Sunday, January 10, 2016

Raising a Foodie: A Foodstirs Baker's Club Subscription

Coming up with activities that keep little ones engaged can be challenging. Sometimes you just want an activity that someone else has tested and gathered all of the components together for you. If you want a culinary experience that encourages experimentation and applauds fun while developing skills like math, Foodstirs' Baker's Club is an option you'll want to consider.

Foodstirs' Brownie Snowflakes Kit


Do you bake or cook with your little one?
Do you subscribe to Foodstirs?


Foodstirs' Brownie Snowflakes Kit Foodstirs' Brownie Snowflakes Kit


Over the end of the year school break, Gates discovered MasterChef Junior. We wanted her to see other kids cooking and get inspired to get outside her comfort zone (with supervision, of course).

Because she likes receiving surprises in the mail (I mean come on, who doesn't?), I went online to see if there was a subscription service with baking activities for kids. It would be our very own version of the MasterChef Junior Mystery Box challenge. We found Foodstirs.

Foodstirs Baker's Club Review


Foodstirs promises:

  • No bleached flours
  • No artificial preservatives
  • No artificial colors or flavors
  • Non GMO ingredients

I liked this because the brownie mix both cubes and I grew up making, Duncan Hines Chewy Fudge, is not one I want Gates eating with partially hydrogenated soybean oil and higher amounts of sugar. (Foodfacts is a great site for getting nutritional information about off-the-shelf products.)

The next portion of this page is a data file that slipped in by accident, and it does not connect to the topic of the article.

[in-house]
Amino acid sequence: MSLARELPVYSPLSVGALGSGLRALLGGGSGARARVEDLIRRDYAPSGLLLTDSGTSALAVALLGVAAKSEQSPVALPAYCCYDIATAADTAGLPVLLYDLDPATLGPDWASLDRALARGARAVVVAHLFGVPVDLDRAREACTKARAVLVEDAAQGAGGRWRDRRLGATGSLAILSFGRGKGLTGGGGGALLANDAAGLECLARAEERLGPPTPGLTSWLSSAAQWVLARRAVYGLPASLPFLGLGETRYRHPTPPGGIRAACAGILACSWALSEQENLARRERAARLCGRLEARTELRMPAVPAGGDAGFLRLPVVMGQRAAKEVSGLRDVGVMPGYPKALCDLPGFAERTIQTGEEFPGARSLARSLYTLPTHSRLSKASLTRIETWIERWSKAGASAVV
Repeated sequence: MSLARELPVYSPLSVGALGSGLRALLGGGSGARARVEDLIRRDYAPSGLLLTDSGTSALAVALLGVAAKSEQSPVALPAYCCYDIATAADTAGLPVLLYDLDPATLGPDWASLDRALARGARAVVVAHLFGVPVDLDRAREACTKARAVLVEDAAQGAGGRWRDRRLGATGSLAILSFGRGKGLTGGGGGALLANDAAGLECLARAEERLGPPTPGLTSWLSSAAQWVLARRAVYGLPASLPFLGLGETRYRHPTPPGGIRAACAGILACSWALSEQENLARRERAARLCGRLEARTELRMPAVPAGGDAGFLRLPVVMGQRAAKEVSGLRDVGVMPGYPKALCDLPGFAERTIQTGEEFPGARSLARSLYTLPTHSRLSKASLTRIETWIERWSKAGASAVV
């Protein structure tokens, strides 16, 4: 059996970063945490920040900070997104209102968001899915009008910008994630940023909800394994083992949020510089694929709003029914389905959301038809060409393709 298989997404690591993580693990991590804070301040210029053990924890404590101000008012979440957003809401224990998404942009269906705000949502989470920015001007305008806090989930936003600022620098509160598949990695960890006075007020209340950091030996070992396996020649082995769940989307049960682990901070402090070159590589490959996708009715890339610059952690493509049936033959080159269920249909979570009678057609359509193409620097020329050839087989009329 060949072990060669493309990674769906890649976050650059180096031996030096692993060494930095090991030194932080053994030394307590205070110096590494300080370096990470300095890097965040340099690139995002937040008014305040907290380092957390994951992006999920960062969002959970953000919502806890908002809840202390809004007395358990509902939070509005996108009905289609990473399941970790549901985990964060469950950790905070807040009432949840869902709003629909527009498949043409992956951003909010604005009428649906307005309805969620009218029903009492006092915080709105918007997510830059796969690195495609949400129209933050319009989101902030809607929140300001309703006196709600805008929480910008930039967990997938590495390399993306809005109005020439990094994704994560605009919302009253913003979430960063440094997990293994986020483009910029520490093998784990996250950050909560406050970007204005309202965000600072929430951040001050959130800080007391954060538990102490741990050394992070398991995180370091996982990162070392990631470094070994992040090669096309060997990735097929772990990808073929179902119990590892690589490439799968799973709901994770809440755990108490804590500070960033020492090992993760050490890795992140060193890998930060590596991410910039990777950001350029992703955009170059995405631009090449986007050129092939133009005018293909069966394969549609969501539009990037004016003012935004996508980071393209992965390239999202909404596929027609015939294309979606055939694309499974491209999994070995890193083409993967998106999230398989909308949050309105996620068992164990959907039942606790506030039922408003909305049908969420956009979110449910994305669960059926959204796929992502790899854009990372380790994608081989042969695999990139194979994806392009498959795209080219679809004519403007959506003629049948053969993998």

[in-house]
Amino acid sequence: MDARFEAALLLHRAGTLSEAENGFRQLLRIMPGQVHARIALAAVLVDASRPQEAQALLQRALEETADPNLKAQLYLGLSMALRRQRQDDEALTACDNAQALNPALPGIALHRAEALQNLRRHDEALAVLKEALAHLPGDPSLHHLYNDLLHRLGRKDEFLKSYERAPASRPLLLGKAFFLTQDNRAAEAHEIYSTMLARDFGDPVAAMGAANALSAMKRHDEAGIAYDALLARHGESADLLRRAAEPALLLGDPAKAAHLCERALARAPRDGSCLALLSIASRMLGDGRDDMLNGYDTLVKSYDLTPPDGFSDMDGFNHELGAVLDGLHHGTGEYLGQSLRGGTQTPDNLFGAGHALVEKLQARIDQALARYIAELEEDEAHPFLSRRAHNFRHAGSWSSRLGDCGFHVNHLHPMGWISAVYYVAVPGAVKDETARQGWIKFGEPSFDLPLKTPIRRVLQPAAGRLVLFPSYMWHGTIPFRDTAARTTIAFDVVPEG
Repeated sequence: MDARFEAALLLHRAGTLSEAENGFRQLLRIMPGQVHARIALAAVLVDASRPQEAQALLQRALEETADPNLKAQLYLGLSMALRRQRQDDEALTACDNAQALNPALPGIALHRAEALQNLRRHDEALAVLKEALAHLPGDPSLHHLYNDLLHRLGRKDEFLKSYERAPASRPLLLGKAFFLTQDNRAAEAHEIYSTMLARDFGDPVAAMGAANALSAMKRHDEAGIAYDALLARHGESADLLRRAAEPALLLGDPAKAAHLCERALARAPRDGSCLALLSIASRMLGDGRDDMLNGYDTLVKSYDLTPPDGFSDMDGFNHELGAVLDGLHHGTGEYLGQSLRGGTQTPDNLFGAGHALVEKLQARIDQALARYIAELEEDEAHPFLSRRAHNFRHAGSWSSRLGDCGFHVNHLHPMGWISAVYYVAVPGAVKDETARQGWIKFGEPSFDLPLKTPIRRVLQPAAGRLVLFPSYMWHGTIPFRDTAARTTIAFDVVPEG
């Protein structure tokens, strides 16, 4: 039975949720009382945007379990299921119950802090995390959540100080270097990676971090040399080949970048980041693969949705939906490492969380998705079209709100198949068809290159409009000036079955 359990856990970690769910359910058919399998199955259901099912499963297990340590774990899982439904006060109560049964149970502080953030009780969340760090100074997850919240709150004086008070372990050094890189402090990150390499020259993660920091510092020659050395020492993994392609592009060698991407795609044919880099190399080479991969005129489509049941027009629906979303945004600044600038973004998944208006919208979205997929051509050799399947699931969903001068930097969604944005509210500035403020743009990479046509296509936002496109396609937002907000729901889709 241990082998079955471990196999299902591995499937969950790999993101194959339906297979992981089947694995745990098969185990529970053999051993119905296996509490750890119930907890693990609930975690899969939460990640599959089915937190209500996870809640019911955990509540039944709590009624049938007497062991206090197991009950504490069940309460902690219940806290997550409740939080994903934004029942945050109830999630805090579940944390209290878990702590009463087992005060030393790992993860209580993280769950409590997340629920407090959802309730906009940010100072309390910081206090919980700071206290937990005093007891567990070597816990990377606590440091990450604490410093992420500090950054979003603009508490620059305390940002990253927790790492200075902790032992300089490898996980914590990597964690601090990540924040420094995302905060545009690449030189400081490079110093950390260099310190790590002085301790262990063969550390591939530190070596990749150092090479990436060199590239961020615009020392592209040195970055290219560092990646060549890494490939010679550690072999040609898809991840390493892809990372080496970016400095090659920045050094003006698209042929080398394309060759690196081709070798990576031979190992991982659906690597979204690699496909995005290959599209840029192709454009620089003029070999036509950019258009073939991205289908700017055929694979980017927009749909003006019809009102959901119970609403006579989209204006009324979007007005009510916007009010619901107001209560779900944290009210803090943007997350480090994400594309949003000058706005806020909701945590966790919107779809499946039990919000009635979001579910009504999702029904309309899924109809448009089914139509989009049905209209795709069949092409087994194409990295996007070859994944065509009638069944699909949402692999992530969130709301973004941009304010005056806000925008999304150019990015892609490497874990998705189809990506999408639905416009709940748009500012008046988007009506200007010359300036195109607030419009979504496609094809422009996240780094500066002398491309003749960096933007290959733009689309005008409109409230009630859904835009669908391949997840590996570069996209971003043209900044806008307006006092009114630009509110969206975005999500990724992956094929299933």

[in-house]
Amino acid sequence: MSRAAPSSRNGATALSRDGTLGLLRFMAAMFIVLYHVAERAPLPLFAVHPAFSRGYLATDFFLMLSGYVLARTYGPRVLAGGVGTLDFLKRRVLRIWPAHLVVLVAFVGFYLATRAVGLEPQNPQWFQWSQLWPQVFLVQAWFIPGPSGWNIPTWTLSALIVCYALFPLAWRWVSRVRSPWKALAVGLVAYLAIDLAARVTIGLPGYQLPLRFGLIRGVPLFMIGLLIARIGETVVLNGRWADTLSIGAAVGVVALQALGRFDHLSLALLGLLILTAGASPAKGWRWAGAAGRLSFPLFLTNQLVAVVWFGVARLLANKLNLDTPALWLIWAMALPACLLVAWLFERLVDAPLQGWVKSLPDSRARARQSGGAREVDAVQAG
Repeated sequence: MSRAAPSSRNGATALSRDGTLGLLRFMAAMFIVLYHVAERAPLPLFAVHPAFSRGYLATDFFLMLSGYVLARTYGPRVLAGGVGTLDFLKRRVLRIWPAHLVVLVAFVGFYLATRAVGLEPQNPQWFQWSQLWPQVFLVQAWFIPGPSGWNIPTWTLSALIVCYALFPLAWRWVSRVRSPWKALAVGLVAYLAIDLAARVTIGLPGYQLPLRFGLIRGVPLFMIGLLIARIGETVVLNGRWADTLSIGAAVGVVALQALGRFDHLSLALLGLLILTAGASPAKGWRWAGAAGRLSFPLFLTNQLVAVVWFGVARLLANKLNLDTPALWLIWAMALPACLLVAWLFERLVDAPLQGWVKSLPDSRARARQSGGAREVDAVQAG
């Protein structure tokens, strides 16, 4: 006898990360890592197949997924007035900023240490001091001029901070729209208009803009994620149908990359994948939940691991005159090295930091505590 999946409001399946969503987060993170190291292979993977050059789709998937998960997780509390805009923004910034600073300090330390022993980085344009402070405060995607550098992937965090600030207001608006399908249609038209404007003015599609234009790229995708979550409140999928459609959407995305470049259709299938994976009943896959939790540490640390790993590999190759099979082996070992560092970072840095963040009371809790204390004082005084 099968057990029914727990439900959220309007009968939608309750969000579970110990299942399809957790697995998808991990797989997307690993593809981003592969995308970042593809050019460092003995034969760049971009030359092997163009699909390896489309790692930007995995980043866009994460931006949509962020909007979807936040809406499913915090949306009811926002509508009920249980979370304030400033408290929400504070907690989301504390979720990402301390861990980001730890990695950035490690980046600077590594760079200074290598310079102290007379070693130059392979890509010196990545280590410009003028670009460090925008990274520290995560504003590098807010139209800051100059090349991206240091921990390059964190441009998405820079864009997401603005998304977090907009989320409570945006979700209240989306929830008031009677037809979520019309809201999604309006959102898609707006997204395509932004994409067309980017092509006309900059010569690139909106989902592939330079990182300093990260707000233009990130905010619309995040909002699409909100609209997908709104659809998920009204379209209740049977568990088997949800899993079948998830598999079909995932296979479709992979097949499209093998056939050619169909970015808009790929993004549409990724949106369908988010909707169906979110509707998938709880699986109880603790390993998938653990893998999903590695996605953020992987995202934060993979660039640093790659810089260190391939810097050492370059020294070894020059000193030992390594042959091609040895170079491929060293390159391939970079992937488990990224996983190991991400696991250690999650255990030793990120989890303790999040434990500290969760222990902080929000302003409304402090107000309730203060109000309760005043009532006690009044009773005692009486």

Ingredients in the Foodstirs' Brownie Snowflakes Kit Gates Investigates the Contents of Her Foodstirs Kit


Our first kit was Brownie Snowflakes or as Gates called them Brownie Stars. What I liked was the simple instruction card. There was a photo of the completed project, a list of items you need from your own kitchen that aren't included in the kit (eggs, oil, and water), and easy to interpret icons for the equipment you'd need.

On the back of the instruction card were photographs of the steps you needed to complete. It took us a couple of reads through to figure out what we needed to do. The one ingredient we were initially confused about were the chocolate chips. We didn't know if we were to decorate the brownie with them or include them in the brownies. (Turns out they get melted to secure the marshmellows to the brownies.) Bolding the ingredients on the card to make the step where they're used would make this a little easier.

Our batter was incredibly sticky and it was difficult to transfer it into the baking dish. For the cut brownies to hold their shape, it's incredibly important to have an even surface.

Gates Reads Foodstirs' Brownie Snowflake Instructions Gates Investigates the Contents of Her Foodstirs Kit


We overlooked one key instruction when making the kit: let the brownies cool. We tried to flip the brownies out of the baking dish when they were still warm. Two of the corners broke off. This reduced the area of brownies we had available for cutting snowflakes.

The snowflake cookie cutter had a lot of detail and required careful removal of the cut brownie to keep all the legs. Many of our snowflakes ended up having five points instead of six. A Star Cutter (*affiliate link) would work better with the density of the brownies we made. If you use this cookie cutter which is larger than the one provided in the Foodstirs kit, you'll get 4, maybe 5, brownie pops.

Once we had the brownies cut out, Gates inserted the popsicle sticks into the center of each. We lost a few more legs off some of the snowflakes.

This is an extremely messy activity with the melted chocolate. By the time we were done we had chocolate everywhere, on the kitchen table, the chairs, and on Gates' clothes.